At Sarah Lawrence, as you have learned, we had and have enormous control over our own destinies.

I was far from a perfect student, or even an assiduous one. But I loved my time here. I felt free. I thrived. I felt comfortable in my own skin for perhaps the first time in my life.

And I tried on different interests to see what best fit. I studied fiction writing, with, among others, the great Randall Kenan, whose teaching shaped my relationship to language. I had my critical thinking shaped by Bella Brodzki. And I had a warning from Cameron Afzal about my perennially late papers. I remember a conference at the end of my final semester, where he told me, gently, that he worried that, quote, I was going to get out into the world and not know how to meet a deadline.

I’ll come back to that later.

When I left here, my prospects for a job were really uncertain. I had moved back to Manhattan long before I graduated. But I went on one interview after another at magazines, but no one would hire me. I ended up taking a job as a clerk at the New York Post in August 1996. I distinctly remember complaining about the work on the first day. It was shuttling papers back and forth from one desk to another, fetching coffee, sorting mail. It was not what I went to college to do, I told myself, and others I complained to.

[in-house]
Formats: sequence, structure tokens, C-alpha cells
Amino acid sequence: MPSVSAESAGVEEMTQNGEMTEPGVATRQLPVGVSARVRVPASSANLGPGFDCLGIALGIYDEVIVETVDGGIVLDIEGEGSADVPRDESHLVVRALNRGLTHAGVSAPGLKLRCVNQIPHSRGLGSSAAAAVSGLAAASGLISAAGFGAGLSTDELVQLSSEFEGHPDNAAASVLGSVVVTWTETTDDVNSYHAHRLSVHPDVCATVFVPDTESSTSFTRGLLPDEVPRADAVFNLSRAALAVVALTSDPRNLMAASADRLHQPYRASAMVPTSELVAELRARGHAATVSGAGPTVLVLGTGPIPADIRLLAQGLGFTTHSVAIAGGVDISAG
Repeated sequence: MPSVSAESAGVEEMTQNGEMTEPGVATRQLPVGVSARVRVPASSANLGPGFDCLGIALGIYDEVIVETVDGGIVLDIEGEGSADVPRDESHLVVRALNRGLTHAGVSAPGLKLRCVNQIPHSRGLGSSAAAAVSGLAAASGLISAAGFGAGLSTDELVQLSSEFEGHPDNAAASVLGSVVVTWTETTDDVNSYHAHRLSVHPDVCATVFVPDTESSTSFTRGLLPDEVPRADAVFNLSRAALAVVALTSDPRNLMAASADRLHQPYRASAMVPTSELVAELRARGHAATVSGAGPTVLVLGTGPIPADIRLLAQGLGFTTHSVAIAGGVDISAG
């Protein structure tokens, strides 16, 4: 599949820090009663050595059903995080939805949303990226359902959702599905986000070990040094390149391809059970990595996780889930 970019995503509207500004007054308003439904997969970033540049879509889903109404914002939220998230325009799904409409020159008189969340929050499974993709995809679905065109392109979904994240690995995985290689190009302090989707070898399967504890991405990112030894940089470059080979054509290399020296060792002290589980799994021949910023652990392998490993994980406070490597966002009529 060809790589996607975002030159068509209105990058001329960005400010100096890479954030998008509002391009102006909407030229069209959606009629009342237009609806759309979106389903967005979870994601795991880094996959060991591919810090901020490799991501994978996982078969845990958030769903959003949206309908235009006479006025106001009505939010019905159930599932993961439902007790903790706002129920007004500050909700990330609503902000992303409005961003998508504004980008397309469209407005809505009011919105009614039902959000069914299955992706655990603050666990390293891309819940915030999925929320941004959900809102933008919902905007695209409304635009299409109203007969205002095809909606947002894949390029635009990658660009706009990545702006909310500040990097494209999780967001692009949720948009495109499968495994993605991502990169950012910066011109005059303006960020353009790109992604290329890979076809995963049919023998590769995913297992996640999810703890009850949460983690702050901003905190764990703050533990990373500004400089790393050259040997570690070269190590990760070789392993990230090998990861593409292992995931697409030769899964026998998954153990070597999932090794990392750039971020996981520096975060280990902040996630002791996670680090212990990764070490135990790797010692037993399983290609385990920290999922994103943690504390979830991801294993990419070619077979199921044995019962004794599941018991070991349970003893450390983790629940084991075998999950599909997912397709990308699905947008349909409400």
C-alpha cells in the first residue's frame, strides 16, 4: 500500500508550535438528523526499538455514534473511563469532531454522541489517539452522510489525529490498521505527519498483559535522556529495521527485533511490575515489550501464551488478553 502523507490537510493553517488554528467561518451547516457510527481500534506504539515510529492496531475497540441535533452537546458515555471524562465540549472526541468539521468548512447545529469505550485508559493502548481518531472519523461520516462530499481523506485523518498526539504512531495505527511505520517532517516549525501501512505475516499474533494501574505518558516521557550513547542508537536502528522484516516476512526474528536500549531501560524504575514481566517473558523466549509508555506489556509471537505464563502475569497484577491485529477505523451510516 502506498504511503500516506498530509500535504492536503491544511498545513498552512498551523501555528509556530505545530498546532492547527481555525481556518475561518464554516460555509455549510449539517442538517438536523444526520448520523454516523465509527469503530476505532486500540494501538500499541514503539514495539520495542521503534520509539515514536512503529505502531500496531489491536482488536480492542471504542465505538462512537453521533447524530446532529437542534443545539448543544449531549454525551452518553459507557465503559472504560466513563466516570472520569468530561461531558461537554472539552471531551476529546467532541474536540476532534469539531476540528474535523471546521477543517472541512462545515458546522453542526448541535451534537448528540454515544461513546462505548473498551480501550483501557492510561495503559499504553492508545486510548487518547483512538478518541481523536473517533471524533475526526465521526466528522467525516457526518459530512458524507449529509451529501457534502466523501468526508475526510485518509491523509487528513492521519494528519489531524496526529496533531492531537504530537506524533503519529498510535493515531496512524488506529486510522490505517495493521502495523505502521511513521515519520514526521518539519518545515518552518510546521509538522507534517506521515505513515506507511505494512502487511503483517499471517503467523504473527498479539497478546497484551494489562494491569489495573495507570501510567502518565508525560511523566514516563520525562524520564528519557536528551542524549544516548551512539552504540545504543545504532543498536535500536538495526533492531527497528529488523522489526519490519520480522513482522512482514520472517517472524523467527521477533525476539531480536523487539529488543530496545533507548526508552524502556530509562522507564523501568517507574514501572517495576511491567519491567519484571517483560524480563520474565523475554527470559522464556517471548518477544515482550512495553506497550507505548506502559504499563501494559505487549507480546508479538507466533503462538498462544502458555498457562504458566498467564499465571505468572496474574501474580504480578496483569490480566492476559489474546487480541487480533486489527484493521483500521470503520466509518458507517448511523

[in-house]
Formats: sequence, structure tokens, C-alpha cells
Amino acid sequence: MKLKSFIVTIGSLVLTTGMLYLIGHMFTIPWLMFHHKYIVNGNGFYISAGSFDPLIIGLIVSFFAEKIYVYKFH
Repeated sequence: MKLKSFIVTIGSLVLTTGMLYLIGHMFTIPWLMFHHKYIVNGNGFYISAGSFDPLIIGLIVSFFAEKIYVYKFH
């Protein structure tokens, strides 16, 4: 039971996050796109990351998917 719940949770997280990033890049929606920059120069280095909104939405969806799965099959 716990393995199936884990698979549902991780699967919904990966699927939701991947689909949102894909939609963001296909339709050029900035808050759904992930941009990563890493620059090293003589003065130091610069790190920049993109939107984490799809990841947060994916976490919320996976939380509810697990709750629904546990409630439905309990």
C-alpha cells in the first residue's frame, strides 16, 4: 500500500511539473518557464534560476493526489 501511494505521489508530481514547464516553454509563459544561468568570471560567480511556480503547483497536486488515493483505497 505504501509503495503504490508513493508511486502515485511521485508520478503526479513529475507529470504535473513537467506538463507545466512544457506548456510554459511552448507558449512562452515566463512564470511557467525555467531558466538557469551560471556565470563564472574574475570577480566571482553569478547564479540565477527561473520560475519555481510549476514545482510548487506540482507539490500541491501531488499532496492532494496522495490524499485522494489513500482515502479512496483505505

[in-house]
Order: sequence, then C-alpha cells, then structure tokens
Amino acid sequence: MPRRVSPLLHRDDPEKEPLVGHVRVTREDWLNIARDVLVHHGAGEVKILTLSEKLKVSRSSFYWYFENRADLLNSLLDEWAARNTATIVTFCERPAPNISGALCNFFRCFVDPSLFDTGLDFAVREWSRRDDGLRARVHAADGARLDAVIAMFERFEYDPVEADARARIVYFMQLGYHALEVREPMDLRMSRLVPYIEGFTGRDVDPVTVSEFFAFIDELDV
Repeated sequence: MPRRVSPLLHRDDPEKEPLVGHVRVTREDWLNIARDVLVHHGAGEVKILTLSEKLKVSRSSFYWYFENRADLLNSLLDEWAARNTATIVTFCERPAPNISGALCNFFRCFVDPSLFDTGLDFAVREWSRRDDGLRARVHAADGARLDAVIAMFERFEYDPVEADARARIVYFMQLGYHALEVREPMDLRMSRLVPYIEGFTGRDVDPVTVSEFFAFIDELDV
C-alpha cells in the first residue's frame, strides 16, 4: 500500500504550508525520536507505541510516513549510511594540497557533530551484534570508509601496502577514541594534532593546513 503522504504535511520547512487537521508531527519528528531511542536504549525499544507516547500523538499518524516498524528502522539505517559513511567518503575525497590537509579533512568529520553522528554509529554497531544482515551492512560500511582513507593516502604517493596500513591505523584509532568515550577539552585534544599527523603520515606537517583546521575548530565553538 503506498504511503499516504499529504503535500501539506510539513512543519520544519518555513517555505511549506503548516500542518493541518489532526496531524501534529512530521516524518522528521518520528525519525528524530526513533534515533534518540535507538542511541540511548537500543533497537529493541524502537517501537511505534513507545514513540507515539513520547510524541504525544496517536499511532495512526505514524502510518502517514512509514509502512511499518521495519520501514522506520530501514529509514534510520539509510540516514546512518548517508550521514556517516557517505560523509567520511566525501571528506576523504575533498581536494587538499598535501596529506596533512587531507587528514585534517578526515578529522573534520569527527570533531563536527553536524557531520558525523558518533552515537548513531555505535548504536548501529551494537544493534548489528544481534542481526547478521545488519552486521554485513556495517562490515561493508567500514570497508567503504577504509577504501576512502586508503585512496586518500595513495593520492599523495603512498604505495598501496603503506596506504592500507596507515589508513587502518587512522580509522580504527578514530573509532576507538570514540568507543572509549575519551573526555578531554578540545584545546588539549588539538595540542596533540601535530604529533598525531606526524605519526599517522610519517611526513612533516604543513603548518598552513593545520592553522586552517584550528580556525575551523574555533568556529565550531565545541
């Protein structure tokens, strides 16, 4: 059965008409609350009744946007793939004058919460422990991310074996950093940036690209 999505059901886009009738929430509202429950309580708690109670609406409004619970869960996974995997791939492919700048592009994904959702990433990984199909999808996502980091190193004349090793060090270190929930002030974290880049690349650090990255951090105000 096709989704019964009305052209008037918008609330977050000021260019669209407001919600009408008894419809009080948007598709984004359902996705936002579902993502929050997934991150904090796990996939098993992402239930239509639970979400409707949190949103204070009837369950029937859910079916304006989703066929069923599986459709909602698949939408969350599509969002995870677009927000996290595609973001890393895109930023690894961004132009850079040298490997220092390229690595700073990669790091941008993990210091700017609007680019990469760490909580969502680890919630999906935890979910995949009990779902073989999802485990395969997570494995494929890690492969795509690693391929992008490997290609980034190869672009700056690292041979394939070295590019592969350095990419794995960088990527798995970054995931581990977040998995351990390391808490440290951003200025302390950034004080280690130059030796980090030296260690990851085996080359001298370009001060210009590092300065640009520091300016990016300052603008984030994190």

But I stayed—I didn’t have much choice, since my career prospects were dim—and I watched. I learned. By the end of the week, I had fallen in love with the place, with the rhythms of the newsroom, with the frenetic energy bouncing off the city desk editors, visible like wavy lines off asphalt on a hot day.

Once a week, still a clerk, a door opened: I was sent out into the city as a general assignment reporter. I was born and raised in New York, but as a reporter-in-training for a tabloid, I experienced it in a way I never had before. I went to parts of the city I had never seen, talked to people I had never encountered before. And it was sometimes painful, and scary, and uncomfortable.

I spoke to a man on a hospital floor, in a building I had found an entry to, who had just lost his pregnant wife and one of his children. I unfortunately reached the roommate of a subway-pushing victim before the police did; I delivered the news of her friend’s death. I talked to the wife of a bus driver who had skidded off a highway on a holiday night during a drive to Atlantic City, leaving several people dead. On the advice of a skilled general assignment reporter, I would scan the eyes of bystanders crowded around a crime scene, looking for the tell-tale signs of a witness to the event.

And, after practicing each day to learn how to write a news story, I also learned how to meet a deadline. Thank you, Professor Afzal.